After this I became an OCU trainer at H2, the first Sikh officer in the Force to occupy such a post and went on a secondment to deliver diversity training for nine months.
This training was mandatory for all staff in the West Midlands Police and was an effort to address institutional racism/discrimination as per the recommendations of the ‘McPherson Report’.
Listening to the views of officers in a ‘safe learning environment’ about race and prejudice was an easy thing for me. I didn`t judge, accepting the exercise as huge learning and was grateful for the honesty of the participants, who all had different life experiences.
A highlight for me was when a female officer unexpectedly announced she was gay in one of my lessons. It caused a mixture of emotions inside me, one of contentment that I had done my job and the other of some sadness that it had taken two days to get people into the frame of mind to accept difference.
I was very active with the ‘Forced Marriage’ project and remain heavily involved with overseas work.
This really came about following a conversation with Jag Mavi, an HMP Prison Officer who was hosting a visiting senior police officer from India, Dr. Kiran Bedi.
An opportunity for Dr. Bedi to visit H2 was presented to Chief Superintendent Layton who supported the idea and I teamed up with PC Ramesh Kumar to work on arrangements.
An unparalleled episode of community relations ensued from that point on.
H2 soon became the ‘go to place’ for visiting dignitaries and the OCU’s achievements were constantly reported on by the local media.
West Midlands Police subsequently received a request from the Foreign and Commonwealth Office asking for a team to engage in a ‘Forced Marriage’ project.
After all the work H2 had done in the community we were nominated by the Chief Constable to take part.
I was part of the team which explored the scale of issues faced by British nationals forced into marriages with partners from the Indian sub-continent. I visited India several times to build links, highlight the issue and to ascertain the understanding of our Indian counterparts which was then reported back to the FCO.
I spoke at Police Training Centres in Delhi and Punjab as well as schools and colleges in Punjab.
During one of my speeches, I asked an audience of approximately one hundred teenage girls if they wanted to marry a UK national and move abroad. Without exception every single girl gleefully raised their hand. I then went on to give an example of a very sad case I had dealt with where an Indian girl had arrived in the UK having gotten married to a man from my policing area. She wasn`t allowed to use hot water and was forced to wash the clothes and dishes using only cold water. This obviously caused her pain and discoloration to the tips of her fingers. Considering other abuse which was reported the girl was asked to pack her belongings and leave with the officers. Shockingly, the girl went to her bedroom and returned moments later with two suitcases and a plastic bag… she explained that since she`d arrived she hadn`t been allowed to unpack.
In the audience I noted several parents and girls with tears in their eyes. At the end I again asked if they still wanted to marry and move to the UK. Even more shockingly 99% of the girls still raised their hands.
At this point I addressed the parents in the audience and asked them to consider the welfare of their daughters over their personal ambitions and desires. Several mothers later spoke to me and admitted that they were responsible for their daughters conditioning and their selfish desires for social status. I remained in touch with NGO`s in a personal capacity and private cost to help shift this mindset.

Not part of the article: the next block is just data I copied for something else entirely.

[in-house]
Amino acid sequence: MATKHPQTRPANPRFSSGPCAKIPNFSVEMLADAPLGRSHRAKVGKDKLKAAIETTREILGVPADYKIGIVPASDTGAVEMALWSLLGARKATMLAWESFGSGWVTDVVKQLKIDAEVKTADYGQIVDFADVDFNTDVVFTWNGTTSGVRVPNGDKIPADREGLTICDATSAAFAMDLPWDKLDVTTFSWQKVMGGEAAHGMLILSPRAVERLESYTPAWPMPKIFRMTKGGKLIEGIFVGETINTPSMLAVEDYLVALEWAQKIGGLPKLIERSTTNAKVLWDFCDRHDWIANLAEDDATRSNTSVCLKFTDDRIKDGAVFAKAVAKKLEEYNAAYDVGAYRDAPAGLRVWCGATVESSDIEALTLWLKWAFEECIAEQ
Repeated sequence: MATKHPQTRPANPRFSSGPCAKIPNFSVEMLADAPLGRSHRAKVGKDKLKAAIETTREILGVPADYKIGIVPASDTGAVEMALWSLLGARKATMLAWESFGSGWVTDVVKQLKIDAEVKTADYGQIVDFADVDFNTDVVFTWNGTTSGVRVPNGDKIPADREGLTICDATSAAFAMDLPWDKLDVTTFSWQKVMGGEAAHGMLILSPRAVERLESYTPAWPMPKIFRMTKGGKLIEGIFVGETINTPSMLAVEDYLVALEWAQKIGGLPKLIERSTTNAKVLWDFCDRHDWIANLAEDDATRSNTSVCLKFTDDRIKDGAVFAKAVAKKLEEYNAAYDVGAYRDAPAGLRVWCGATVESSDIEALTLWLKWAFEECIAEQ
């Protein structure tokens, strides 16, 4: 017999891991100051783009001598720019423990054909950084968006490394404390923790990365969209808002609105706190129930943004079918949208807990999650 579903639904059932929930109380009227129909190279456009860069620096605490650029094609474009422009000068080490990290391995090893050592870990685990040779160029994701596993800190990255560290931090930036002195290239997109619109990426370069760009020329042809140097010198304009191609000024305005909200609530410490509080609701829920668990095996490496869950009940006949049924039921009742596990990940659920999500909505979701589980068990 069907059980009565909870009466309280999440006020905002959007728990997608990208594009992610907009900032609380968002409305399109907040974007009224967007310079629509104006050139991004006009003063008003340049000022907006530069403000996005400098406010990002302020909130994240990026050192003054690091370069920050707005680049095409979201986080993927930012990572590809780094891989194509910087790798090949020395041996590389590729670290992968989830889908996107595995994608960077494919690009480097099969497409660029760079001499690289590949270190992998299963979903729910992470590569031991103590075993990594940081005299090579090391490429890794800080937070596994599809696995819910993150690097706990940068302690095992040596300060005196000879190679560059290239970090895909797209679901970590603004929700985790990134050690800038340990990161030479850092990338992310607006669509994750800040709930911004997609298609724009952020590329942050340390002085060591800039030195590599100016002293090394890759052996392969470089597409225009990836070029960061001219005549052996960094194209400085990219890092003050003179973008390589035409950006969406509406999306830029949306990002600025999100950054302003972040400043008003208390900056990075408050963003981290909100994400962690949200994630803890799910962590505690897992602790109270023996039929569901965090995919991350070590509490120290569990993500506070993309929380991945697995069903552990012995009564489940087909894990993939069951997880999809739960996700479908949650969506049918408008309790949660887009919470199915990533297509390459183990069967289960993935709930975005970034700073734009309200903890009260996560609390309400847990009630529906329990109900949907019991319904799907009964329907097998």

Years later I happened to be visiting the ‘DAV’ Girls College, Ludhiana and was invited to present some awards. I took the opportunity and asked that same question, but this generation of girls insisted on staying in Punjab. International marriages do happily occur, but the understanding, mindset and implications of ‘Forced Marriages’ now feature in most if not all proposals from abroad.
I acknowledge that my engagement with the Indian Police Service in relation to this work has been misunderstood by some members of the Sikh Community who have viewed such interactions with suspicion. Helping these families is however the most important thing for me.
I subsequently gained promotion to the rank of Sergeant and was posted to Headquarters where I worked with the recruitment team. I was then posted to Smethwick where I had geographical responsibility for four Wards. The area is a hive of activity especially within the Sikh community which is well-represented.
I quickly set about incorporating four teams into two. Although a compassionate man, I had little hesitation in having conversations or moving staff to other stations to drive home a strong work ethic in the teams.
In addition to my ‘day job’ I have been deeply engaged within the area of fairness and welfare. This led me to instigate and become a founding member of the ‘West Midlands Police Sikh Association’.
The WMPSA has embarked on regional, national and international endeavours which has helped raise its profile and led to other police forces seeking our counsel on issues pertaining to Sikh employees and community.
The inquiries and workload led me to drive the launch of a ‘National Sikh Police Association’ of which I was duly elected as its first President.
The Sikh Association enjoys considerable accomplishments with successful delivery of various projects involving policy making, advocacy for victims, changing police culture and improving representation.
I have met the UK Prime Minister at 10 Downing Street and regularly liaise with the NPCC and Home Office officials.
I put much of my drive down to my observations of my former H2 OCU Commander – Michael Layton had tremendous drive and grit but expressed it very calmly.’
#wmp #police #history #diversity #onefamily #sikhs #india #willenhall #kiranbedi